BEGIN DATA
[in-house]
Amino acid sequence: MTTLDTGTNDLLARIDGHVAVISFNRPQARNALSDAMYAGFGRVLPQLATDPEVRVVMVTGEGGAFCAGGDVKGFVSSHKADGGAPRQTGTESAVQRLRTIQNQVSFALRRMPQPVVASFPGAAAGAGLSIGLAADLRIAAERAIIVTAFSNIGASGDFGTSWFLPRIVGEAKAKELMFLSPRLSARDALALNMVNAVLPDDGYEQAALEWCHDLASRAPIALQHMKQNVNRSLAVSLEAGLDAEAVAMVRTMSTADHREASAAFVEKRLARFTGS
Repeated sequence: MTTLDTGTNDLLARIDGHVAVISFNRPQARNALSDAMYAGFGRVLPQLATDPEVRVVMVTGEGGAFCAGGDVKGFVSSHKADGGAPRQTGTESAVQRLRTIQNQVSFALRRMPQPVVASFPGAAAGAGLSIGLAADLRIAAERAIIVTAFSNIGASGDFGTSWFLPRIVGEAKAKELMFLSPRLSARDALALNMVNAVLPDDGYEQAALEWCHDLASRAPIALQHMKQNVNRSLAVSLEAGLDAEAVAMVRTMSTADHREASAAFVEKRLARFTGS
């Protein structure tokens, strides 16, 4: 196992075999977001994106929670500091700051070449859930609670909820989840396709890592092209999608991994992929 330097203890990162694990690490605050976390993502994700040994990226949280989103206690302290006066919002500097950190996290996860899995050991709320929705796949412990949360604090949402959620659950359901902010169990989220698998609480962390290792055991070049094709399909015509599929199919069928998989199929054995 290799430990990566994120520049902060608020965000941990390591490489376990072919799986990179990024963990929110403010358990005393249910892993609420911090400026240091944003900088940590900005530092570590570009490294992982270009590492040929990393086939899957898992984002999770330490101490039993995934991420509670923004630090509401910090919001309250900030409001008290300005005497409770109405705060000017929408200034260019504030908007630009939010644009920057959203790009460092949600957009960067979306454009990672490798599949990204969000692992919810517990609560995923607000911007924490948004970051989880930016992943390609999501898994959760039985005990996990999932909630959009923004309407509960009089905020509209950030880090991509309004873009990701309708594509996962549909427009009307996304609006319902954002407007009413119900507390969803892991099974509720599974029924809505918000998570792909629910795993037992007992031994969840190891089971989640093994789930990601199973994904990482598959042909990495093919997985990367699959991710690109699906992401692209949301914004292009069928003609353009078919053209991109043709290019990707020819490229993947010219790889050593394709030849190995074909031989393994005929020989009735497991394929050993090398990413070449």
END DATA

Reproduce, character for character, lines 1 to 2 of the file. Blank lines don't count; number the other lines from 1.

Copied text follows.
[in-house]
Amino acid sequence: MTTLDTGTNDLLARIDGHVAVISFNRPQARNALSDAMYAGFGRVLPQLATDPEVRVVMVTGEGGAFCAGGDVKGFVSSHKADGGAPRQTGTESAVQRLRTIQNQVSFALRRMPQPVVASFPGAAAGAGLSIGLAADLRIAAERAIIVTAFSNIGASGDFGTSWFLPRIVGEAKAKELMFLSPRLSARDALALNMVNAVLPDDGYEQAALEWCHDLASRAPIALQHMKQNVNRSLAVSLEAGLDAEAVAMVRTMSTADHREASAAFVEKRLARFTGS